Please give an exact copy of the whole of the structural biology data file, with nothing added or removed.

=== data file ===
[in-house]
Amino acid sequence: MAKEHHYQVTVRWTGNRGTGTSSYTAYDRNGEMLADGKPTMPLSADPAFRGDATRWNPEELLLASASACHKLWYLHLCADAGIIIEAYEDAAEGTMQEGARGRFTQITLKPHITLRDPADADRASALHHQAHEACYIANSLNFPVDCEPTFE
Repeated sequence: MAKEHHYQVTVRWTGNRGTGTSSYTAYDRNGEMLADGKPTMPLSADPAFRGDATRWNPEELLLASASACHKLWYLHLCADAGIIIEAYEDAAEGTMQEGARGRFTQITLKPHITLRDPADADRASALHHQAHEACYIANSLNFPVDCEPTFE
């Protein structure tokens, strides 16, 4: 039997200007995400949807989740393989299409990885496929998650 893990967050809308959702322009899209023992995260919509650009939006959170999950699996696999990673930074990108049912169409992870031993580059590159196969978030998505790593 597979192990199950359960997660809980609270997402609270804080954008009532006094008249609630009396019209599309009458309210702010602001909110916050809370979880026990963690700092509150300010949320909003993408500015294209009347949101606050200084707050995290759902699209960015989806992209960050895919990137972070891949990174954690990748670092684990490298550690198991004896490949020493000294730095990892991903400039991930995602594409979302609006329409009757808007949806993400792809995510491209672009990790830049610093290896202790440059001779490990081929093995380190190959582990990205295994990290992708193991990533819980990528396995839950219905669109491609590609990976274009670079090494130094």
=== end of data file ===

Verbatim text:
[in-house]
Amino acid sequence: MAKEHHYQVTVRWTGNRGTGTSSYTAYDRNGEMLADGKPTMPLSADPAFRGDATRWNPEELLLASASACHKLWYLHLCADAGIIIEAYEDAAEGTMQEGARGRFTQITLKPHITLRDPADADRASALHHQAHEACYIANSLNFPVDCEPTFE
Repeated sequence: MAKEHHYQVTVRWTGNRGTGTSSYTAYDRNGEMLADGKPTMPLSADPAFRGDATRWNPEELLLASASACHKLWYLHLCADAGIIIEAYEDAAEGTMQEGARGRFTQITLKPHITLRDPADADRASALHHQAHEACYIANSLNFPVDCEPTFE
């Protein structure tokens, strides 16, 4: 039997200007995400949807989740393989299409990885496929998650 893990967050809308959702322009899209023992995260919509650009939006959170999950699996696999990673930074990108049912169409992870031993580059590159196969978030998505790593 597979192990199950359960997660809980609270997402609270804080954008009532006094008249609630009396019209599309009458309210702010602001909110916050809370979880026990963690700092509150300010949320909003993408500015294209009347949101606050200084707050995290759902699209960015989806992209960050895919990137972070891949990174954690990748670092684990490298550690198991004896490949020493000294730095990892991903400039991930995602594409979302609006329409009757808007949806993400792809995510491209672009990790830049610093290896202790440059001779490990081929093995380190190959582990990205295994990290992708193991990533819980990528396995839950219905669109491609590609990976274009670079090494130094």